, Volume 171, Issue 2, pp 473–486 | Cite as

Distinct carbon sources indicate strong differentiation between tropical forest and farmland bird communities

  • Stefan W. Ferger
  • Katrin Böhning-Gaese
  • Wolfgang Wilcke
  • Yvonne Oelmann
  • Matthias Schleuning
Community ecology - Original research


The conversion of forest into farmland has resulted in mosaic landscapes in many parts of the tropics. From a conservation perspective, it is important to know whether tropical farmlands can buffer species loss caused by deforestation and how different functional groups of birds respond to land-use intensification. To test the degree of differentiation between farmland and forest bird communities across feeding guilds, we analyzed stable C and N isotopes in blood and claws of 101 bird species comprising four feeding guilds along a tropical forest-farmland gradient in Kenya. We additionally assessed the importance of farmland insectivores for pest control in C4 crops by using allometric relationships, C stable isotope ratios and estimates of bird species abundance. Species composition differed strongly between forest and farmland bird communities. Across seasons, forest birds primarily relied on C3 carbon sources, whereas many farmland birds also assimilated C4 carbon. While C sources of frugivores and omnivores did not differ between forest and farmland communities, insectivores used more C4 carbon in the farmland than in the forest. Granivores assimilated more C4 carbon than all other guilds in the farmland. We estimated that insectivorous farmland birds consumed at least 1,000 kg pest invertebrates km−2 year−1. We conclude that tropical forest and farmland understory bird communities are strongly separated and that tropical farmlands cannot compensate forest loss for insectivorous forest understory birds. In tropical farmlands, insectivorous bird species provide a quantitatively important contribution to pest control.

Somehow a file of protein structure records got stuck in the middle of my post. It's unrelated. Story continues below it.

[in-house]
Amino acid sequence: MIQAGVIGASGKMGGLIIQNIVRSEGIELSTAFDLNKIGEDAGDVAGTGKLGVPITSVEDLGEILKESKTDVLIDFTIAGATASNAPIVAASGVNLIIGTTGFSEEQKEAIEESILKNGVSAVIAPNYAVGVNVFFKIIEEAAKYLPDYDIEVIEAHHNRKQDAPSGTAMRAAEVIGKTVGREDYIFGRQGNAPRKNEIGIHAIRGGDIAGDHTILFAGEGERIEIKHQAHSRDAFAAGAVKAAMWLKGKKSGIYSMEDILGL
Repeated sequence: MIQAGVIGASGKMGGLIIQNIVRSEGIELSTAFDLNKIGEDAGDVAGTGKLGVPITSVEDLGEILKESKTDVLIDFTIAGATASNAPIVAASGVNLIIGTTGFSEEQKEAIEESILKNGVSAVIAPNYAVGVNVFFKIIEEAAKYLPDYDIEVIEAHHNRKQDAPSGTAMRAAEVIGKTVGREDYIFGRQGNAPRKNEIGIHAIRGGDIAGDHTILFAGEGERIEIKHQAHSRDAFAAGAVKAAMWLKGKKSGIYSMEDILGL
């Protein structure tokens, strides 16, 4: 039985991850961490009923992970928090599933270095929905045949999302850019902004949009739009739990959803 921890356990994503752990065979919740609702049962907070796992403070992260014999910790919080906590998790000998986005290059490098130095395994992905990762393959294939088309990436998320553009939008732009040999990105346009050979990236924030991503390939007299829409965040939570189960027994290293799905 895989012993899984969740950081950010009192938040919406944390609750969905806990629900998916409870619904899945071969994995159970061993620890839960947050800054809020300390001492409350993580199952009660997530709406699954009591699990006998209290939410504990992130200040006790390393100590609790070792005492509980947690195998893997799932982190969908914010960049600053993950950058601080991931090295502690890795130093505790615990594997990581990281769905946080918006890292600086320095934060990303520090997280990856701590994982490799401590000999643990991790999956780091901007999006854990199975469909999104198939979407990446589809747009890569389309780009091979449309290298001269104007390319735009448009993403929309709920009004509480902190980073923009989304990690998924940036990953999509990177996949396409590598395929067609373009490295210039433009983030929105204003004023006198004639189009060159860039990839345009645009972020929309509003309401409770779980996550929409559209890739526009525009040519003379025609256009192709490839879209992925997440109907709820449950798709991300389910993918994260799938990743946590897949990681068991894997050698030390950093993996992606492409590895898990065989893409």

Stable isotopes Habitat fragmentation Pest control Feeding guilds Foraging movements 



Edson Mlamba and Jonathan Mukaisi provided indispensable help with the field work. Willi Dindorf, Marc Ruppenthal, Brigitte Müller and Maria Müller helped with the stable isotope analysis. Daniel Kissling, Irina Laube, Nils Breitbach and Ronald Mulwa kindly provided useful unpublished data. Two anonymous reviewers provided valuable comments on an earlier version of this manuscript. Kenya Wildlife Service permitted us to work in Kakamega Forest. This work was funded by the German Federal Ministry of Education and Research within the framework of BIOTA East Africa (Subproject E11, 01LC0625E1) and by the research funding programme LOEWE—Landes-Offensive zur Entwicklung Wissenschaftlich-ökonomischer Exzellenz of Hesse’s Ministry of Higher Education, Research, and the Arts. The field work complied with the current laws of Kenya.

Supplementary material

442_2012_2422_MOESM1_ESM.doc (524 kb)
Supplementary material 1 (DOC 524 kb)


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Copyright information

© Springer-Verlag 2012

Authors and Affiliations

  • Stefan W. Ferger
    • 1
    • 2
    • 3
  • Katrin Böhning-Gaese
    • 1
    • 2
    • 3
    • 4
  • Wolfgang Wilcke
    • 5
  • Yvonne Oelmann
    • 6
  • Matthias Schleuning
    • 1
    • 2
    • 3
  1. 1.Department of Ecology, Institute for ZoologyJohannes Gutenberg-UniversityMainzGermany
  2. 2.Biodiversity and Climate Research Centre (BiK-F)Frankfurt (Main)Germany
  3. 3.Senckenberg Gesellschaft für NaturforschungFrankfurt (Main)Germany
  4. 4.Department of Biological SciencesJohann Wolfgang Goethe-UniversityFrankfurt (Main)Germany
  5. 5.Geographic InstituteUniversity of BerneBernSwitzerland
  6. 6.Geoecology/GeographyUniversity of TübingenTübingenGermany

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